“I think the misconception that you can’t have fun without alcohol is a detriment to society,” Stephanie said. “I’ve had more fun and genuine laughter in sobriety than I ever did while drinking.”
Daters may have preconceived notions about drug or alcohol addiction, but those ideas can change if someone they know shares their experience in recovery. By being honest, individuals can educate others about the reality of addiction and how many people this disease impacts.
People in recovery can foster stronger relationships by being honest about who they are and why they don’t drink. They don’t have to get into all the details on a first date, of course, but they should be clear about their choices and avoid making fake excuses for their sober lifestyle.
“Within our first three dates, I’ll usually say I’m in recovery,” Ean said. “I’d rather be honest in the beginning and say this is how it is and don’t view me based on my past.”
“I’d say be honest as early as possible,” Stephanie added. “That leaves less room for hiding your sobriety and potentially relapsing because you want to fit in.”
Suggest Alternative Date Activities Outside the Bar Scene
Some daters use drinking as their go-to icebreaker in the dating scene. They can justify it by saying it relaxes their nerves on a first date, but it can also inhibit judgment and lead to bad experiences or unsafe situations. And, for people in recovery, it can pose a serious health risk.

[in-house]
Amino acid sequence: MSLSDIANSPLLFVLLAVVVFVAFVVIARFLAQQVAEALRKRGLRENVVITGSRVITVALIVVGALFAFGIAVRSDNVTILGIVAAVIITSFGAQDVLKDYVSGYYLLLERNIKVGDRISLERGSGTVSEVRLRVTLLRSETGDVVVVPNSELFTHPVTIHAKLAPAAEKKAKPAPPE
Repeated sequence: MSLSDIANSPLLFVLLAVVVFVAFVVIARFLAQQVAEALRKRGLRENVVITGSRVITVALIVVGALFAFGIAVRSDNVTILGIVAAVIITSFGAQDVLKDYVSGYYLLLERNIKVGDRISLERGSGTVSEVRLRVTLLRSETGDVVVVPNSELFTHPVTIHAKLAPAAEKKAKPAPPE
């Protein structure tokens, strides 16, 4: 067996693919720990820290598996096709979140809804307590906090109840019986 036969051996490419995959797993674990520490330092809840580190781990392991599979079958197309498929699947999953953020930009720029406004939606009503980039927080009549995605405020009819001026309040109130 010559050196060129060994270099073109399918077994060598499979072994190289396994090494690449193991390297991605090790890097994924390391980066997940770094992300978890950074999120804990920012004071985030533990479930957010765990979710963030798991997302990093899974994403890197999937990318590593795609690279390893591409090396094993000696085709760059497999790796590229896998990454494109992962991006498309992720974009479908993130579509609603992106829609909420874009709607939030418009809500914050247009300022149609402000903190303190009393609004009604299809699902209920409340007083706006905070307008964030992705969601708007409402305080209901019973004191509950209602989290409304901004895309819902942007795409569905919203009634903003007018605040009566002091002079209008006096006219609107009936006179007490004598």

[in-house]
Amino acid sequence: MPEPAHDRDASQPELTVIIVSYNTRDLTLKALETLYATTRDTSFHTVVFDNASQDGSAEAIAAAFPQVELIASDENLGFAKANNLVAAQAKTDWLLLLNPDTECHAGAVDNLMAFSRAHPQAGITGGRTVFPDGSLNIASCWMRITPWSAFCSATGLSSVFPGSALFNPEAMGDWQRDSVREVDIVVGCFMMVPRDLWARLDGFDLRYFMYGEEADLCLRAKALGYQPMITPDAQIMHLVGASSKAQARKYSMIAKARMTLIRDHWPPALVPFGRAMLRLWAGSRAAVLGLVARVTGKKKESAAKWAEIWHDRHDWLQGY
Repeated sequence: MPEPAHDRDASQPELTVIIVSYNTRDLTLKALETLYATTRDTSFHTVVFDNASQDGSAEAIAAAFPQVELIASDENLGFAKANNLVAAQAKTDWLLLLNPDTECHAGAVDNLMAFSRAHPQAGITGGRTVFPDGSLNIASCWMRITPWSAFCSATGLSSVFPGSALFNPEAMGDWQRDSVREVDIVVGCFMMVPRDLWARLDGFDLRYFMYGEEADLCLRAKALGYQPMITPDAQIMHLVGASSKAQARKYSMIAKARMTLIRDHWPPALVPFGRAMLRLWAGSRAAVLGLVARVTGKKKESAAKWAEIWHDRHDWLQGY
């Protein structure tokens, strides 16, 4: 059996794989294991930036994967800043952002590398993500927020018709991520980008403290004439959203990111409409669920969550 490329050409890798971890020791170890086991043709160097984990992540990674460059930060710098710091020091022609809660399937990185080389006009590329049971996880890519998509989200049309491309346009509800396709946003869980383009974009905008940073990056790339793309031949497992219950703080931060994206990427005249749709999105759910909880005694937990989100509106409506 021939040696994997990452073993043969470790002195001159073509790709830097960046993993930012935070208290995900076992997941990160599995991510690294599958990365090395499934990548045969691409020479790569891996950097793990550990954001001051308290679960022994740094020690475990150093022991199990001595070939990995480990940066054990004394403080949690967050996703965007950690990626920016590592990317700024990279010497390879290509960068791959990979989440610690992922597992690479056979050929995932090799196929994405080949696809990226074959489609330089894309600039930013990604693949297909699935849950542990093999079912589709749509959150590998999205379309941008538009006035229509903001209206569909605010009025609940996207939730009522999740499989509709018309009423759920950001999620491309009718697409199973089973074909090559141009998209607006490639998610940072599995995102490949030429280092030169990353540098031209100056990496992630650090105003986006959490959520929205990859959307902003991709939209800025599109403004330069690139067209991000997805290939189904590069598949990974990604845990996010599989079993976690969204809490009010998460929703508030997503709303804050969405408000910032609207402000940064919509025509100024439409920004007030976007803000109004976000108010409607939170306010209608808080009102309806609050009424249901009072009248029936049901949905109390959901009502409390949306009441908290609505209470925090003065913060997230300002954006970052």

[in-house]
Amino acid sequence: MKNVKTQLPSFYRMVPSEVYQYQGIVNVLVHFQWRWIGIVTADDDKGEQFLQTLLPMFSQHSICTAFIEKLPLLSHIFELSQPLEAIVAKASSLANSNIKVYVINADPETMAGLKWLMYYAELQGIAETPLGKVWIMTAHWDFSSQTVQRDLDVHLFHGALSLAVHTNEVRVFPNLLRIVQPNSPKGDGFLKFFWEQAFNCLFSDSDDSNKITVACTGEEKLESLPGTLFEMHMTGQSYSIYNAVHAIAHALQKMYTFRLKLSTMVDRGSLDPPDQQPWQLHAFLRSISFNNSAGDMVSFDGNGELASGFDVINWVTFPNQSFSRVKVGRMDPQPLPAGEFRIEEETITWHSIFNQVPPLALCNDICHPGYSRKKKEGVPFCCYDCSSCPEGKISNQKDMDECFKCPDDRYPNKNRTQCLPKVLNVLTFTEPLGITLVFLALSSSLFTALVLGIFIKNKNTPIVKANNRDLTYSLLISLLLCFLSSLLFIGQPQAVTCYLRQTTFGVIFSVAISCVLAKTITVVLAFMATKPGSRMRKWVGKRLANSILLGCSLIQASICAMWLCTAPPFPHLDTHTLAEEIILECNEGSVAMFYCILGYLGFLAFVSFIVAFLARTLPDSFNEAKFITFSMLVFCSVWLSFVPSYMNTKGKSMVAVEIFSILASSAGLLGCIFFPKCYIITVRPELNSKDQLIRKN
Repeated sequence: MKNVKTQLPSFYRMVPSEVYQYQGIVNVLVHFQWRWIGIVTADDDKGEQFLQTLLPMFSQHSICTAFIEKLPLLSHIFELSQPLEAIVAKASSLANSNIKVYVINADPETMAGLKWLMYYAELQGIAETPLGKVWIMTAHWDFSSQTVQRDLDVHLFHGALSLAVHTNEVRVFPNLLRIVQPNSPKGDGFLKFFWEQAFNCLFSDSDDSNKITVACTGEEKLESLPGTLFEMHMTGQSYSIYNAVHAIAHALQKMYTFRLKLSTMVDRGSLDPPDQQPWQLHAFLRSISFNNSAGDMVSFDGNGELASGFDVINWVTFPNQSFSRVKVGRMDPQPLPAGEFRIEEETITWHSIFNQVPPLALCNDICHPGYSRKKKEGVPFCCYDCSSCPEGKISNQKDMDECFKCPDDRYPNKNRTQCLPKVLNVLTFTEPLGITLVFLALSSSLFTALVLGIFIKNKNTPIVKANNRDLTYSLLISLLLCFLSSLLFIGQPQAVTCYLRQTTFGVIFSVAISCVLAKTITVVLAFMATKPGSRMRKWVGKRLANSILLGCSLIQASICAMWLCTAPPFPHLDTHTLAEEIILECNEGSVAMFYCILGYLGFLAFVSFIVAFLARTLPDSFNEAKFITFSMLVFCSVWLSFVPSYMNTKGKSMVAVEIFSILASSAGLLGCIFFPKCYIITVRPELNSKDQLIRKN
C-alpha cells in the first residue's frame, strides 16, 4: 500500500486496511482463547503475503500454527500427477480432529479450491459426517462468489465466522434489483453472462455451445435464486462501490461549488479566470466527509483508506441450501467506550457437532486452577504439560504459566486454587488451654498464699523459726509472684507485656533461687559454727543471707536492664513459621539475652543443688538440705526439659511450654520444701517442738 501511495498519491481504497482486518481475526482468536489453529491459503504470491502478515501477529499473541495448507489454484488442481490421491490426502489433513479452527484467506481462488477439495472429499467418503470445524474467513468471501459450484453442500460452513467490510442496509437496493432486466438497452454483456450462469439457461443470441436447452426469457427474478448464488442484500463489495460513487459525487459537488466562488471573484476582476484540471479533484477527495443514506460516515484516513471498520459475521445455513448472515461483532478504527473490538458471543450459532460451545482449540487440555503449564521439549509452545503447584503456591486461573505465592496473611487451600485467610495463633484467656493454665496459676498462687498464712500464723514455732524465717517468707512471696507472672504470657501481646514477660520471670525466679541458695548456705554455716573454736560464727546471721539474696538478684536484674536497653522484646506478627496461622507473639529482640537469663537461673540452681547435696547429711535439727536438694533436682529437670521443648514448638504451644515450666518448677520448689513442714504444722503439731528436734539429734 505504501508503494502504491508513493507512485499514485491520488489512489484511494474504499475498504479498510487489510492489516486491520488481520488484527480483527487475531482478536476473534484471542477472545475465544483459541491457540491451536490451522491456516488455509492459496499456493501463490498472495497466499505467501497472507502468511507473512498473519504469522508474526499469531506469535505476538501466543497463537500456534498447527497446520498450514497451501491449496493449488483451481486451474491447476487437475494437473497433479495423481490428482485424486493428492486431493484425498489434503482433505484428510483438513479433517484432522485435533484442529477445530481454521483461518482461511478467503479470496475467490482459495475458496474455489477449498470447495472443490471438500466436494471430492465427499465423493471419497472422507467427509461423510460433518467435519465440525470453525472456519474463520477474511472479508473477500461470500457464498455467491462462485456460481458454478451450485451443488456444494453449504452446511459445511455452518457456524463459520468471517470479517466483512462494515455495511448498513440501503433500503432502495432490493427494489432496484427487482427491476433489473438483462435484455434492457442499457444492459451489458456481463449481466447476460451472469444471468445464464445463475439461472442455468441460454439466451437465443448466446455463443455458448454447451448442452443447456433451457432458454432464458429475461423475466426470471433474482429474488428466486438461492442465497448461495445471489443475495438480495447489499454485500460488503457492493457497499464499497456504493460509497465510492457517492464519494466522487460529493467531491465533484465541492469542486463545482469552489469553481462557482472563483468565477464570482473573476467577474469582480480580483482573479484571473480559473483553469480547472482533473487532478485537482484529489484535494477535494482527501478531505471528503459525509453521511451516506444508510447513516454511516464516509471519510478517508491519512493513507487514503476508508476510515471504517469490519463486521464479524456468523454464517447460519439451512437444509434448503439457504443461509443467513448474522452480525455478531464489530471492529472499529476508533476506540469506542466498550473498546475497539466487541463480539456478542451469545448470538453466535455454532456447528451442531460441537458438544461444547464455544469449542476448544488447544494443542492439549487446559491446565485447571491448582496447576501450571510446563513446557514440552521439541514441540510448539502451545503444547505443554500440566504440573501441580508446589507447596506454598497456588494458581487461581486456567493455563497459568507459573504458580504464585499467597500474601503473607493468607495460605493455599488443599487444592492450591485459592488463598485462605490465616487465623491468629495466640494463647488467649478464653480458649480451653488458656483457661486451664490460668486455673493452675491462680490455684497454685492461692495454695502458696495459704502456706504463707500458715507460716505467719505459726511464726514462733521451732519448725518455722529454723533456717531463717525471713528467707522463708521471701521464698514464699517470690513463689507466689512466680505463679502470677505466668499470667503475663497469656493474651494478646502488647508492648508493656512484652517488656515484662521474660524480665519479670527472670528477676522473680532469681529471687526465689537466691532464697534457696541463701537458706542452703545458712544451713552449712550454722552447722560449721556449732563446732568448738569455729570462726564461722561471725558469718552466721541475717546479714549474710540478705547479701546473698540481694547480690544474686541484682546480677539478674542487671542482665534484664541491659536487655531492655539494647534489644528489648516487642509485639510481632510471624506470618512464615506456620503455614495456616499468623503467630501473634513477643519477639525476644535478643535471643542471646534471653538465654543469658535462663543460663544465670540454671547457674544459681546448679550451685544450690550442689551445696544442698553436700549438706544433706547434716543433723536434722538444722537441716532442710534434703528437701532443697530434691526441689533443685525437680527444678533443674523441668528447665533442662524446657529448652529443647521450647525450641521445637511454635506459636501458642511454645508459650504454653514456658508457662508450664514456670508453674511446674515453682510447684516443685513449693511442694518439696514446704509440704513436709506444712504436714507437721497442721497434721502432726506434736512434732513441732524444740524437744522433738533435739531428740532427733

Singles don’t have to go out drinking to meet new people, enjoy flirty conversations, and have a great time. They can suggest sober dating activities — hiking, picnicking, kayaking, etc. — to explore their interests alongside another person.
“It gives you the opportunity to get more creative with what you do on a date,” Stephanie said. “That opens the door to a relationship that has more depth.”
Whether they’re visiting a museum or playing putt-putt golf, daters can create a more memorable date experience by going outside the bar scene.
Singles can also counter an invitation to a bar with an invitation to get coffee or tea. These types of interview-style dates are common and tend to be just as low-key and inexpensive as dates at a bar.
Suggesting an alternative date activity is a good way to find out how receptive and adventurous your date prospect is. It’s a test to see how similar your lifestyles and expectations are. If that person is unable to imagine dating outside of a bar, you’re probably not compatible anyway.
Of course, sometimes a bar can offer a good dating activity through karaoke nights or comedy shows, and then it’s up to the individual to decide if they have the willpower to go and not drink. Ean said he has gone on bar dates and ordered non-alcoholic beverages with the simple explanation of “I’m not drinking tonight.” If the person asks follow-up questions, he’ll answer honestly that he’s in recovery.